"Not to mention no one knows if you can actually create a self-sustained fusion reaction without being in the heart of a star," Frohike added.
"Well, I think we have our answer," Jimmy said.
"Probably," Byers agreed. He looked at Langly. "That klaxon was probably the reaction becoming unstable."
The hacker nodded. "Yeah."
"So," Frohike said, changing the subject. "Did you see if they're hiding a quantum computer down there?"
"No," Langly said. "But Ridcully said something about how they had several experimental computers. Wouldn't surprise me if they had multiple ones."
"Ridcully," Byers said. "That reminds me. Can you search for the names Ridcully, Lipwig, and Drumknott? I think I heard those names somewhere before."
Frohike typed the names into their custom less-than-nonintrusive search engine, and all three popped up on a list of Discworld characters. Scrolling through it brought up Hix as well.
"So they all have fake names?" Jimmy asked, confused.
"Yeah," Langly said. "So who are they really?"
Byers shrugged. "I think we have to find out."
The IM window popped up. Qwerty wanted to talk. Langly clicked on it.
"Westen wants to talk to you, at his place." Qwerty gave him the address.
"When?" Langly asked.
"In an hour."
Langly looked up. "Guys, Westen wants to talk in an hour at his place." He showed them the address.
"That's across town," Frohike said. "We need to get going."
An hour later, Jesse stood at the window and watched as the ancient VW van pulled onto the concrete pad.
"Here they are."
Michael nodded and answered the door when they knocked.
"Come in," he said with that smile of his. Byers looked at him, and that, for some reason, sent shivers up Michael's spine. Those eyes were open, expressive, and empathic, and he was sure they could see right into his soul.
"You said you wanted to talk," Frohike growled. "What's this about?"
"Oh, come on!" Sam said amiably. "At least sit down!" He gestured to the couch with his bottle of beer. He was probably half-drunk. Fi stood with her arms crossed against the wall, and Jesse looked on from the kitchen.
The Gunmen sat down on the couch. "Well?" Byers asked.
"Qwerty said you publish a paper," Fi said. "Tell us about that."
"Why do you need to know?" Langly demanded.
Michael sighed. "We want to know why Qwerty called you, of all investigators."
Langly jumped up, fire in his eyes. "He called us because we'll blow the whistle on this mess!"
Frohike grabbed Langly and dragged him back down. The kid would probably reveal the little they had found if he got angry enough.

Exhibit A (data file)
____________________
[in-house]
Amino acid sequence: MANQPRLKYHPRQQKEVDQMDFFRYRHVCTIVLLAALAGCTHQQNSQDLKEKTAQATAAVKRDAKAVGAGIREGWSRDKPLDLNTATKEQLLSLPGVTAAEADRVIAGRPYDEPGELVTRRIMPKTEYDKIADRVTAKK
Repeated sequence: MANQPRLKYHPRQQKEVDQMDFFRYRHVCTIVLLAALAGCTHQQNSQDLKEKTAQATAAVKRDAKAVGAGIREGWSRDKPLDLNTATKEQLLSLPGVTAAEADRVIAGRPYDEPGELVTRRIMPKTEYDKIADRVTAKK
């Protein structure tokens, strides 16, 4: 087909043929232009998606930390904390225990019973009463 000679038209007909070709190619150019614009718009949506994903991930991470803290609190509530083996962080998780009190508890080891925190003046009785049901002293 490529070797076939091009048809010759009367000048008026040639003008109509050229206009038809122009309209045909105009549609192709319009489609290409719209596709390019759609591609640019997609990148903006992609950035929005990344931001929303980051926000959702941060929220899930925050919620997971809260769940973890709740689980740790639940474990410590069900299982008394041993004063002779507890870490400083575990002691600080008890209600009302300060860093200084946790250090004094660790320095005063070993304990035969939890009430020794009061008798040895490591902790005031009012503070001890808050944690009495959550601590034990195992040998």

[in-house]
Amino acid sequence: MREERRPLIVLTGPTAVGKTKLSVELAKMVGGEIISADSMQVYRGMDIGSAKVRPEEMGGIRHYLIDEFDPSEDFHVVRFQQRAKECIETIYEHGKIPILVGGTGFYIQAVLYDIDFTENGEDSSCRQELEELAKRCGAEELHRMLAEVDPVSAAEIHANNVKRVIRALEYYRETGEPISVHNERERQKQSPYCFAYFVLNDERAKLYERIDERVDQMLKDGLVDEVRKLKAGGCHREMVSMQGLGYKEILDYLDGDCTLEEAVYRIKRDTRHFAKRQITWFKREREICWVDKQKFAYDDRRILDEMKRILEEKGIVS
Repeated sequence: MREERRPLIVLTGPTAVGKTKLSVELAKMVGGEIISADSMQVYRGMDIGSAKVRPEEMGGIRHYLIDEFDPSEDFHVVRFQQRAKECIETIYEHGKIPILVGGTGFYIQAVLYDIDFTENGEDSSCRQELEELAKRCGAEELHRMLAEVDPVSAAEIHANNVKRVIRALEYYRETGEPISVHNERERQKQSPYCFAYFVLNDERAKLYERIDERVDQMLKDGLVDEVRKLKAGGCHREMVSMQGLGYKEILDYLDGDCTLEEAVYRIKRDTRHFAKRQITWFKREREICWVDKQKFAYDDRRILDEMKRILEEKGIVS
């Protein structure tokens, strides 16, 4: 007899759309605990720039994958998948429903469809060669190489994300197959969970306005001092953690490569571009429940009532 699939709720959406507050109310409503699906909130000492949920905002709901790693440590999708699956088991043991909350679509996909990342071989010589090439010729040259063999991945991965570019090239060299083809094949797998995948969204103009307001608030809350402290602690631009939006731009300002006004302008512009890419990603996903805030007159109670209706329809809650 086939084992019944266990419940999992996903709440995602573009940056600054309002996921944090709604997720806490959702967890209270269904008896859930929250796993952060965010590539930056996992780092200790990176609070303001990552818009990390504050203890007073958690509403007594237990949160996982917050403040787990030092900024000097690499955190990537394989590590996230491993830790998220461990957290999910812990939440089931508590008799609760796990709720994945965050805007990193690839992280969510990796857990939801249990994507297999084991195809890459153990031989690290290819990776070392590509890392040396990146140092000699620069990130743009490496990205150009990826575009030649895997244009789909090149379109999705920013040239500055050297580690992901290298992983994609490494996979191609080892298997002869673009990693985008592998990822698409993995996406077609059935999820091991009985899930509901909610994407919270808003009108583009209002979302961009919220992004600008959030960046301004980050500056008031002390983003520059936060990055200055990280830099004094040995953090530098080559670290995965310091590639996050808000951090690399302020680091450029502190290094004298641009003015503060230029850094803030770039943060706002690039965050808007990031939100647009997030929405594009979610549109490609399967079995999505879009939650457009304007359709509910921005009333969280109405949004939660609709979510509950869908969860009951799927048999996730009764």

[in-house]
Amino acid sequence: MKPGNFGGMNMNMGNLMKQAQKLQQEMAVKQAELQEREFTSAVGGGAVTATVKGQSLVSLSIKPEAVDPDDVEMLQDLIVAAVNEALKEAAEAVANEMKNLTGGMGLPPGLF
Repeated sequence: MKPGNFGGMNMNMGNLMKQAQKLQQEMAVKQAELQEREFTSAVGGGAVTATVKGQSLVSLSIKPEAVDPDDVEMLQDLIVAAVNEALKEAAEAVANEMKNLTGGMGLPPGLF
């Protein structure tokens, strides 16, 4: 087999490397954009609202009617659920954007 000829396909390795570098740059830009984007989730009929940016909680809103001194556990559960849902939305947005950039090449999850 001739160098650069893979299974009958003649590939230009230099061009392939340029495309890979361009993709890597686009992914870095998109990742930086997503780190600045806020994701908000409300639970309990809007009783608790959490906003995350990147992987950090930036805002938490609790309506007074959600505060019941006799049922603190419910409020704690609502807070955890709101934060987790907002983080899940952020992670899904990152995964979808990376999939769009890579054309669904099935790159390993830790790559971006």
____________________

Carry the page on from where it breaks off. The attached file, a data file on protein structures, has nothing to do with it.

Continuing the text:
"What mess?" Jesse asked curiously. The Gunmen looked at him. They hadn't met him or Fi yet.
"Oh," Sam said. "This is Jesse and Fiona, friends of ours," he introduced.
"What mess?" Jesse repeated. The Gunmen glanced at each other. Frohike nodded once, while Langly shook his head. Byers looked at Langly and nodded slowly.
"We think there's a lot more to the guys who have the Feynman than we originally thought," Langly said sulkily.
Sam laughed. "I could have told you that!"
"He means there's more than we thought," Byers said. "We've been doing this for a long time. We can usually judge something's size by just looking at it. This is larger than we thought at first glance." He didn't add that they usually misjudged that something. They certainly didn't have perfect sight in that regard.
"Then how big is it?" Fi asked.
The Gunmen looked at her. "We don't know," Byers admitted. He hesitated then decided to give them a little more. "We've been looking into something called Howarth Corp."
Jesse started. "Are you sure?"
"Yeah," Jimmy said. "Why?"
"Because I think I've heard of them." Everyone else was looking at him. "I did some looking into Management and Vaughn a while back, and both are connected to them."
"Vaughn?" Frohike asked.
"A friend," Michael said in the tone of voice that said that he and Vaughn were more like enemies who had found some sort of common ground.
"Okay," Sam said. "Cards on the table time."
The Gunmen nodded. It would be nice if they could all have all of the information.
So, Team Michael explained their own investigation into the shadow group Management, or at least, as much as they would, and Team Gunmen explained what they had found the past day or so, or at least, as much as they would.
And the whole picture became clearer in some ways, but a lot more complicated in others.